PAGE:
by Janeen Lewis
STEAM (Science, Technology Engineering, Arts and Math) has grown in popularity in recent years as a way to educate children for the 21st Century. It’s a common acronym to reference these important subjects and skills, in and out of school. STEAM activities, unlike traditional STEM activities, focus on exploring the fields of science and mathematics while using inventive problem-solving techniques from more creative fields like the arts. STEAM programs have been adopted in many schools, and the future will include STEAM-related jobs. Foster a love of STEAM at home with these fun and easy ideas.
Children are naturally inquisitive, and curiosity is the backbone of science discovery. Inspire your child to dive into science by giving them a scientific start. Try using scientific words and make exploring a part of everyday life. Ask simple questions like “Why is the sky blue?” even if you don’t know the answer! Questioning is just the first step of the Scientific Method.
Encourage household problem-solving, such as bread dough that doesn’t rise, a flat bicycle tire after weather changes, or an insect infestation in the garden. These questions are gateways to hypotheses, experiments and answers.
Create a kitchen or backyard science lab with common ingredients. Have a blast – literally! Many safe experiments involve things that erupt. Make a paper mache baking soda and vinegar volcano or go outside and drop a pack of Mentos in a 2-liter soda, and then discuss the science behind the blast. Or try something easier like making homemade ice cream in a Ziploc bag, making butter out of heavy cream in a mason jar, or growing geodes in eggshells.
Relate science to their specific interests. Learn the physics behind the fastball or discuss how a gymnast balances on a beam. Finding the answers to these questions not only encourages critical thinking but can also improve your child’s skills for their extra-curricular hobbies.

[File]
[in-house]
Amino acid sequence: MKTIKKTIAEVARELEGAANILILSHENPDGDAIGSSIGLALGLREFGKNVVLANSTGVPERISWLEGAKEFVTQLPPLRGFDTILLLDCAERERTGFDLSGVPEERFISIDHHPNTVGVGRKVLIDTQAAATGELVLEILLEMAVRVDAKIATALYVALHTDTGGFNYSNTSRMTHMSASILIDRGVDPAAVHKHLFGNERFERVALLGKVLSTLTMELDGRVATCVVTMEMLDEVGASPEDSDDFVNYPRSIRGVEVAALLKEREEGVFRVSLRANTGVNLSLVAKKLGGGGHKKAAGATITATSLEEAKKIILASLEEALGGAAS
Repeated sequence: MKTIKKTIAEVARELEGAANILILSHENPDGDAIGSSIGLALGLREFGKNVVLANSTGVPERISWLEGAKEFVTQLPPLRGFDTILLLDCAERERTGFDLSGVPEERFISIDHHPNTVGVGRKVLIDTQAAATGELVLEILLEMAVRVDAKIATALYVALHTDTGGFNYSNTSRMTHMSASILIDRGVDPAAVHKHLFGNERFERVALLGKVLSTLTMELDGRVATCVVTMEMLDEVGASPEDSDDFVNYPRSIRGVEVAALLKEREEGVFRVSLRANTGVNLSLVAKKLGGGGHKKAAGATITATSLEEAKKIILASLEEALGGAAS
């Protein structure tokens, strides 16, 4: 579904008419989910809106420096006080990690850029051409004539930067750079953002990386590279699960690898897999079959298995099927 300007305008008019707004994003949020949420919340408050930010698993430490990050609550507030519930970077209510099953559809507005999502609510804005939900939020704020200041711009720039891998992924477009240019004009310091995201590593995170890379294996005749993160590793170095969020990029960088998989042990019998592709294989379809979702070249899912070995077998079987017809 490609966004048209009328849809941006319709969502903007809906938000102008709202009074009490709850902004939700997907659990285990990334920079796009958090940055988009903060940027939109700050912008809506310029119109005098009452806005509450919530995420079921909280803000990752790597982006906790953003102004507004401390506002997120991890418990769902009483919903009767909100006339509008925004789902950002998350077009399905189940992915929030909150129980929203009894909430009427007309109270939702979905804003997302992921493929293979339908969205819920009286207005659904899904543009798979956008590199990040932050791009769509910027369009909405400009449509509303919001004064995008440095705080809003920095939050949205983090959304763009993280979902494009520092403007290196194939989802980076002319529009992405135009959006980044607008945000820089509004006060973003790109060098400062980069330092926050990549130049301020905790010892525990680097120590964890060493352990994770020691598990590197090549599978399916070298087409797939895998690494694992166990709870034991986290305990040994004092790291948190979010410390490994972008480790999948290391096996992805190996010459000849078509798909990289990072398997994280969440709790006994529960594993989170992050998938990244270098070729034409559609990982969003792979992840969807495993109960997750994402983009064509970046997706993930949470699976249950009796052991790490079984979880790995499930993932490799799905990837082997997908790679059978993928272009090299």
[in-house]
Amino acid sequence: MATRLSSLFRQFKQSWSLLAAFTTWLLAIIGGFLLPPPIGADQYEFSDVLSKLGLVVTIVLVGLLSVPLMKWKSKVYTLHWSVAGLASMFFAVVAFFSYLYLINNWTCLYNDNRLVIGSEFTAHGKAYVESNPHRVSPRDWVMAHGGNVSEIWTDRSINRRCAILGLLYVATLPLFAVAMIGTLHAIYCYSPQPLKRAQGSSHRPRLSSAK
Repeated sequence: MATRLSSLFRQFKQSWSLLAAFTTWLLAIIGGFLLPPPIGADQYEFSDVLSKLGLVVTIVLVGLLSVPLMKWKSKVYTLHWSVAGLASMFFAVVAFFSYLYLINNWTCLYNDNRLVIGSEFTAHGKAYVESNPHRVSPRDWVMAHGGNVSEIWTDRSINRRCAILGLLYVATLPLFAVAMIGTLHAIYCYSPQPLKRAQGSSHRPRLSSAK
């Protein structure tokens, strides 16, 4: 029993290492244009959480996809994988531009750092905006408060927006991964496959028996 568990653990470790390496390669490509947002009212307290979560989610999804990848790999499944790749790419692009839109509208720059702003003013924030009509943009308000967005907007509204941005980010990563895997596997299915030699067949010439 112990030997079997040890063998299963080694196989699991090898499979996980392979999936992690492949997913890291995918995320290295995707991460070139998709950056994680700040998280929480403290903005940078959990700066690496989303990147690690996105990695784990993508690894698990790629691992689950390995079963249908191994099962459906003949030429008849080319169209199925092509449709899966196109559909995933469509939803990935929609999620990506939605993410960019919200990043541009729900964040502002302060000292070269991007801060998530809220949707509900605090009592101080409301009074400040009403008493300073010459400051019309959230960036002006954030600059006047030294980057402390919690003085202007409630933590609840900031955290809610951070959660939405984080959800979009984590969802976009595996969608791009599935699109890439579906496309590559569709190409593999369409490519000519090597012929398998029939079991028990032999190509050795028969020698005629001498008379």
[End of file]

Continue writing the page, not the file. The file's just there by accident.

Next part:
Most parents set screen time boundaries, but kids love devices and future jobs will require skills in technology. While excessive screen time can have negative effects, it’s important to acknowledge the benefits of screen time when it comes to building technology skills.
Ensure that your child’s relationship with technology is a healthy one. Researching topics is an essential part of any school project, and being able to navigate the internet and use search engines effectively can make the task much easier and more efficient.
Creating brochures and other visual aids can help your child communicate their ideas more effectively and creatively. This can be especially useful when presenting information to classmates or teachers. Using spreadsheets for chores and allowance can help your child develop good financial habits and organizational skills.
When you take a family trip, letting your child research places to visit can be a fun and educational experience for everyone. They can learn about different cultures, historical sites, and natural wonders, and share their findings with the family.
Use digital tools and explore study aid apps to help with schoolwork, such as Dictionary.com, Thesaurus.com, KhanAcademy.com, and apps such as Tinycards, myHomework, and My GradeBook. Also, start coding early. Check out Code.org for fun ways kids can code online or without technology. Other coding sites to try are CodeAcademy, Kodable, Lightbot, Scratch, and Tynker.
By teaching your child how to use computers and digital tools in these ways, you’re setting them up for success and helping them become confident and capable learners.